After much speculation as to where Indiana Governor Mike Pence would come down on two proposed LGBT Civil Rights Bills currently being debated in the Hoosier State, Pence on Tuesday night made clear that he prioritizes so-called “religious freedom” above LGBT rights.
Speaking before state lawmakers in his annual State of the State address, Pence said, “I will not support any bill that diminishes the religious freedom of Hoosiers or interferes with the constitutional rights of our citizens to live out their beliefs in worship, service or work.” He added that state lawmakers will need to decide “whether it is necessary or even possible” to balance LGBT rights with so-called “religious freedom.”
[Pence] asserted that Indiana is already “an open and welcoming state that respects everyone” and said he believes “that no one should be harassed or mistreated because of who they are, who they love, or what they believe.”
“And,” he added later, “no one should ever fear persecution because of their deeply held religious beliefs.” […]
“He has chosen his side — the religious extremists. The people who really do not believe that gay and lesbian Hoosiers should be entitled to equal rights. And he is certainly entitled to do that, but I think politically it was suicide,” said Sheila Suess Kennedy, a professor at Indiana University-Purdue University Indianapolis and former director of the Indiana Civil Liberties Union.
Paul Helmke, a former Republican mayor of Fort Wayne and now an Indiana University professor, said Pence was “trying to have it both ways.”
“He clearly sides with the evangelical side of the issue, but I think he left the door open a little,” Helmke said. “I think it does put the business community on notice that he’s leaning more the other way, but there’s still possibly a chance they can get something through.”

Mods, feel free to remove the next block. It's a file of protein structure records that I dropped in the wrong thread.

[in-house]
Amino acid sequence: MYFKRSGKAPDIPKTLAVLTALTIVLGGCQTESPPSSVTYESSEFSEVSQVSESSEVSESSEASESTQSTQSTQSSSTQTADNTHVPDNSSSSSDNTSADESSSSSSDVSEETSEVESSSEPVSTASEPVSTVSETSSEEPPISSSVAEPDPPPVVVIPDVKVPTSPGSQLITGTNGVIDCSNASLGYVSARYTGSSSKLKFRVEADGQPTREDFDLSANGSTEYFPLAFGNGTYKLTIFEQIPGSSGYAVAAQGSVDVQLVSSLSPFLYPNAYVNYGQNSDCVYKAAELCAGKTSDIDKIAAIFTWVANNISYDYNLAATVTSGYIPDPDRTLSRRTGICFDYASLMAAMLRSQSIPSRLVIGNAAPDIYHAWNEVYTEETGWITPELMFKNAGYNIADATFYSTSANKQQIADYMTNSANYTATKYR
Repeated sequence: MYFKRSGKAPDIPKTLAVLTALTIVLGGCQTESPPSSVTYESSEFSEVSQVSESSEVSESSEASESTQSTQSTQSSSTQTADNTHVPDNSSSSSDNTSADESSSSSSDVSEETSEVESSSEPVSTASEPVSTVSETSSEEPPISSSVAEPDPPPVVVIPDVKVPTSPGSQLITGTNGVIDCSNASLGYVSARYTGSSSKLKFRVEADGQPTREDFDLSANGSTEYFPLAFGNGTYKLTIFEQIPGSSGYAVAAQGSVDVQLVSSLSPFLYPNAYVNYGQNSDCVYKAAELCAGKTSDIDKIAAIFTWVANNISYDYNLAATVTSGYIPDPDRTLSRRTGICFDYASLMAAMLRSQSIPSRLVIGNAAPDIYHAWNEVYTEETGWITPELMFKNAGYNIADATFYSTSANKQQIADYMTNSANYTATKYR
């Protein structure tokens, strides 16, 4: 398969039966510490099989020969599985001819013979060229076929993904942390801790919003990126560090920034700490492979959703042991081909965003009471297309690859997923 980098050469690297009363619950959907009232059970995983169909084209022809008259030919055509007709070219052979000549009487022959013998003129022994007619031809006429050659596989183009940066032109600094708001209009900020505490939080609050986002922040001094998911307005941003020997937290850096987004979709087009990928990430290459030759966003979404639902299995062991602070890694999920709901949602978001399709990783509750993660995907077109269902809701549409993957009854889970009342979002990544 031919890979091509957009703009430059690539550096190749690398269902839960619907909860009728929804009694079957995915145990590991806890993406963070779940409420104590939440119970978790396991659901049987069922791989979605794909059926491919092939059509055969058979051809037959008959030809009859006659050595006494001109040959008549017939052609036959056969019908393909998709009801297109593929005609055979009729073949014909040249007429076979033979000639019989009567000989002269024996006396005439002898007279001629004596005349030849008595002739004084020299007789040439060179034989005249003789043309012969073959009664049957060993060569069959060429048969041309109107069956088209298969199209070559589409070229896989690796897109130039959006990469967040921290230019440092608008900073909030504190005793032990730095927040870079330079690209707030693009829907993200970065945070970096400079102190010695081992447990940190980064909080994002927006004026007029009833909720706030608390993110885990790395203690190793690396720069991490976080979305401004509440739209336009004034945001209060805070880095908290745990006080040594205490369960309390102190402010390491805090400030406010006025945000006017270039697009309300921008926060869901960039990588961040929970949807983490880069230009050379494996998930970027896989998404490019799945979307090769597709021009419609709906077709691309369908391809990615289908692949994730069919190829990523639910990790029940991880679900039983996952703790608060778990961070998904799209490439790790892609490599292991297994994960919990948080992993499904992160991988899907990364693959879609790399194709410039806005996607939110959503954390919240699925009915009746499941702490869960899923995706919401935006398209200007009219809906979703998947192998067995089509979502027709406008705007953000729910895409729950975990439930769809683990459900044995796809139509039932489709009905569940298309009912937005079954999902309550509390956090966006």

Freedom Indiana said of Pence’s stance, “This is a complete letdown.”
Lambda Legal’s Christopher Clark lambasted Pence for suggesting that LGBT rights conflict with any constitutionally-protected freedom:
“It was disheartening to hear the Governor suggest that extending nondiscrimination protections to LGBT Hoosiers would possibly interfere with the Indiana Constitution’s guarantee that all Hoosiers may enjoy the freedom to practice their respective faiths.
The idea that extending basic nondiscrimination protections to LGBT Hoosiers would violate the freedom to practice one’s religion is nonsense. Nothing in the Indiana Constitution prevents the state legislature from protecting LGBT Hoosiers from the real harms caused by discrimination.”
Business leaders were disappointed with Pence’s statement as well:
“He had an opportunity to lead our state and call for decisive action to show that Indiana is a welcoming state, but his rhetoric indicates he is willing to let Indiana be a state that welcomes most, not all,” said Peter Hanscom, initiative manager for the business coalition Indiana Competes. “While Governor Pence emphasized tonight that Hoosiers should not be harassed or mistreated, he said nothing about condemning Hoosiers being fired, removed from their home or denied public service because of who they are.”
Republican legislator David Long, however, believes that the two Human Rights bills currently being debated could earn Pence’s approval. “The two Senate Republican bills do deal strongly with religious freedom as well as civil rights,” Long said. However, those bills have failed to gain favor with LGBT rights groups. SB 100’s broad religious exemptions prompted Lambda Legal to label it “a wolf in sheep’s clothing”, whereas SB 344 fails to offer any protections for transgender Hoosiers. Neither of those two bills seem poised to quell the national uproar that emerged after Pence signed the Religious Freedom Restoration Act into law last year.
Watch Pence’s remarks on LGBT rights, below: